Tikvat Israel Congregation in Rockville is marking the omer period between Pesach and Shavuot with a series of spiritual, dance and music workshops.
“We are hoping take people on a journey that will touch their mind, body and soul,” says Rabbi Benjamin Shull. “We want to demonstrate that Judaism encourages us to integrate all three elements of our being in order to be a whole person, prepared to receive God’s Torah on Shavuot.”
The Conservative synagogue has planned 12 activities over the 49 days of the omer period, “incorporating holiday themes [Israel Independence Day, Lag B’Omer], and activities for the whole family, including family yoga and Jewish healing [exercises],” Shull says.
Shull hopes his metaphysical approach to counting the omer will enliven the practice at Tikvat Israel. “It will offer a new perspective on the traditional counting and mourning aspects of the omer,” he says.
The omer period came into being because the Torah commands Jews to count seven complete weeks from the second night of Passover. The 50th day is Shavuot. The days in between are an opportunity for self-discovery, the mending of broken souls and the opportunity to make changes in everyday life, according to Shull. The counting is a link between the Exodus story and Shavuot, the giving of the Torah.
“We want to emphasize the importance of commitment over the course of the omer [and the] commitment to attending to your own spiritual needs and commitment to attending to the material needs of others,” the rabbi says. “This echoes the words of the Rabbi Israel Salanter who said that we should be more worried about our soul and the stomach of others rather than visa versa.”
Salanter is considered the father of the Musar movement that developed in 19th century Eastern Europe, particularly among Lithuanian Jews. The Hebrew term “musar” means instruction, discipline or conduct.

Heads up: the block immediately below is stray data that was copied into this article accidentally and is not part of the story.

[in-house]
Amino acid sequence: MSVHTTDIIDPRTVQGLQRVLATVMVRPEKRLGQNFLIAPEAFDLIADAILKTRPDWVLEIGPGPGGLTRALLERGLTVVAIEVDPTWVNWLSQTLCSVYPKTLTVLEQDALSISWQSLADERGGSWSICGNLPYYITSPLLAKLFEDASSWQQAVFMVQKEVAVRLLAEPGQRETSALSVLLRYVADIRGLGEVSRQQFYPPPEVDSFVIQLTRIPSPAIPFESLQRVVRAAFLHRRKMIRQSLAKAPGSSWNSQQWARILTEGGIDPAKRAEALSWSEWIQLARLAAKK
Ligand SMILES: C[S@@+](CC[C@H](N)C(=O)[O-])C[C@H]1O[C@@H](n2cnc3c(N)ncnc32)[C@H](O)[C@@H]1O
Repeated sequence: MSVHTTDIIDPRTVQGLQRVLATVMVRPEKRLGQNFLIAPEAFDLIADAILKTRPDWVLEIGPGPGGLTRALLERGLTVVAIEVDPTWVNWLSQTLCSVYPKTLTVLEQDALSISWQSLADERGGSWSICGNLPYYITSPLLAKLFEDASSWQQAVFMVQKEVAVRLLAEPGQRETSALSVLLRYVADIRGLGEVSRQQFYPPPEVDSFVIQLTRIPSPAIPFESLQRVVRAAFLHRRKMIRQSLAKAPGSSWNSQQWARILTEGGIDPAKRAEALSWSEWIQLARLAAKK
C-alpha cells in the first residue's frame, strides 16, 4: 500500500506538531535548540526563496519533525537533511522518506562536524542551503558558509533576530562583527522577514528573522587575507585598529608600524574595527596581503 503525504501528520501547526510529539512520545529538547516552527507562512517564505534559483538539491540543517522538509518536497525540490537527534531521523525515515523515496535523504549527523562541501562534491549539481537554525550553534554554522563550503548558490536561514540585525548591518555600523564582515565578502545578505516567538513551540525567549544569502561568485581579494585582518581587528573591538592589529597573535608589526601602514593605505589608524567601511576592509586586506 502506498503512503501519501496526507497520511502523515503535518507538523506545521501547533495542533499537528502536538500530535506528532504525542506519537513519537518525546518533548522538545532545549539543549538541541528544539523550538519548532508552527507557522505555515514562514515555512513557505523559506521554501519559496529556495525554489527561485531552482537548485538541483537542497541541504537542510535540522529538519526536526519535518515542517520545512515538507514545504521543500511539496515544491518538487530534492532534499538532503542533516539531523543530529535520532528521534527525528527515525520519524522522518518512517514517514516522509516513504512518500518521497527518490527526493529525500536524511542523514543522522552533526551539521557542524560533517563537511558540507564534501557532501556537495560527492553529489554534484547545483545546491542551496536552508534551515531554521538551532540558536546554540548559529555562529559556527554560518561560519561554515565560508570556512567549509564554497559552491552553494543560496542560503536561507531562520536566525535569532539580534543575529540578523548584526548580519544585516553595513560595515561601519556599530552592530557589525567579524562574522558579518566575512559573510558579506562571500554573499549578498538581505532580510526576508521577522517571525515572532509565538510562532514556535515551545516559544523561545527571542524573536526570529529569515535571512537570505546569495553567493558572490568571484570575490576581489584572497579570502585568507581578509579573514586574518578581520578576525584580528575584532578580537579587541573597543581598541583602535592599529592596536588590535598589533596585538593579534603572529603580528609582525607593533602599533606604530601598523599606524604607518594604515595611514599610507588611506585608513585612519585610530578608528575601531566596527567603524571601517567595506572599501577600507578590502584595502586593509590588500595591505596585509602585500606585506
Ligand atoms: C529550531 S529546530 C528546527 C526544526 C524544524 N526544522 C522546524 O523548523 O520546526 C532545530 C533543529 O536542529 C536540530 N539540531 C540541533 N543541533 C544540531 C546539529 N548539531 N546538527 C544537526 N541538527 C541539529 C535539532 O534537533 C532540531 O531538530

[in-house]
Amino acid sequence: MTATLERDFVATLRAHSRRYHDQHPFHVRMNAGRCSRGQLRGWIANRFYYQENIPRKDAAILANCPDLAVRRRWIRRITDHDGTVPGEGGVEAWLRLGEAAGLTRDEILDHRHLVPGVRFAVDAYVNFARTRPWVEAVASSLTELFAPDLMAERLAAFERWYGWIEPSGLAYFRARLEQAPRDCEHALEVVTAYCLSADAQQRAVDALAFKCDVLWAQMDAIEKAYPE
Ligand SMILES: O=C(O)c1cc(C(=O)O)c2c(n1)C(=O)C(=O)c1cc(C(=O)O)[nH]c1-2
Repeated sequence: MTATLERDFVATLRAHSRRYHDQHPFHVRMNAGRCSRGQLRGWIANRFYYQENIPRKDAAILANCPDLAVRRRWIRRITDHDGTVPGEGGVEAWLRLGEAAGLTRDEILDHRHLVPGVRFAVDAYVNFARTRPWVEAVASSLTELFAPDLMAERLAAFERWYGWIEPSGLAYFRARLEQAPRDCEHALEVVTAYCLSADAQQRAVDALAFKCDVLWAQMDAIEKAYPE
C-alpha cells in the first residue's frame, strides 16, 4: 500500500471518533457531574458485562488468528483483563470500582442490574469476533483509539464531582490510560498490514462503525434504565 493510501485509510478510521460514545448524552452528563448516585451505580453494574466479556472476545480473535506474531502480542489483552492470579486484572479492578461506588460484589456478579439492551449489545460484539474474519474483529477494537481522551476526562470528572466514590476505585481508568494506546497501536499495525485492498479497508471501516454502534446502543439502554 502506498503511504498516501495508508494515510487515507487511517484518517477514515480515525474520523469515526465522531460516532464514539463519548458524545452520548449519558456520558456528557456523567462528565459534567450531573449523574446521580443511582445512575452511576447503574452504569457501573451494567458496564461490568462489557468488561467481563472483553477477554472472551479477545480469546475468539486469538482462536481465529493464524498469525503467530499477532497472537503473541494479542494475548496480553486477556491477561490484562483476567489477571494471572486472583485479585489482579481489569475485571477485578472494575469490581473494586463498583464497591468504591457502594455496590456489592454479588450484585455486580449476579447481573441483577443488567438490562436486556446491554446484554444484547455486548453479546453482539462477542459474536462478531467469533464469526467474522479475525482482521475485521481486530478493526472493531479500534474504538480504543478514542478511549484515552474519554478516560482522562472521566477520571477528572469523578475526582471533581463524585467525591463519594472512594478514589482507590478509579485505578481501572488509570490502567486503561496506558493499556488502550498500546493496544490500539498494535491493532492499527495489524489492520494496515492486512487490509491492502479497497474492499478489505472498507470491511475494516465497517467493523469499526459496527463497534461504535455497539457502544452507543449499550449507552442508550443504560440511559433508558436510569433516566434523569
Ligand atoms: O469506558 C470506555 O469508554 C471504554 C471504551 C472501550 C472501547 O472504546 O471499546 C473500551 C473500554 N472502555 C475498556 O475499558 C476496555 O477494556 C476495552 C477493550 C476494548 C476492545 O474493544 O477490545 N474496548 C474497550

“I’m new to the congregation, so I’m trying to get a sense of the community,” says Shull, who came to Tikvat Israel last summer. “There are number of artists in the area with a Jewish perspective, as well as people who are involved in meditation.
There has been a growing sense in the Conservative movement to [apply] the ideas of meditation and movement.”
Rabbi Shull believes that the synagogue should serve as a “spiritual Home Depot” by providing all congregants tools and information to build their own Jewish homes.
“My sense is that the congregation [could use] various modalities — in song and music,” he adds.
Among the events the congregation has scheduled are:
The Judische Kulturbund Project: Art and Resiliency of the Human Spirit to be held on May 5 — Yom HaShoah — at 7:30 p.m. will feature a slide presentation of Jewish artists and musicians who responded to Nazi Germany oppression through their art. Shull says the program will demonstrate that one can overcome great adversity.
Rabbi Simkha Weintraub, rabbinic director Board of Family and Children’s Services in New York, will speak on “Jewish Tradition and Healing” at 7:30 p.m. on May 9. Weintraub will emphasize body and soul as a “way of reaching out, reaching up, within the journey of Jewish healing,” Shull says.
Moving Our Feet: Israeli Dance is scheduled for May 12 at 6:30 p.m. to coincide with Yom Ha’atzmaut (Israeli Independence Day). Participants will be for all ages. The program will include a performance by the teen dance troupe Yesodot.
Stacy Lang, a licensed social worker and specialist, will be leading the workshop entitled “Restoring Hope: Coping with Loss.” The “Work of Our Hands” session will be lead by Shirley Waxman and Bobbi Gorban. This is a series of art projects for adults and children 10 and older on May 22. Activities will run from 2 p.m. to 4 p.m. and will include knitting, collage, quilting, felting, and wire-and-bead-kippot and embroidery.
The Rhythm of Life: A Drumming Circle, scheduled for May 26 at 7:30 p.m., will “connect Jewish songs from the Psalms and Torah,” the rabbi says, and will be led by Josh Milner, a prayer leader at Ohev Sholom: The National Synagogue.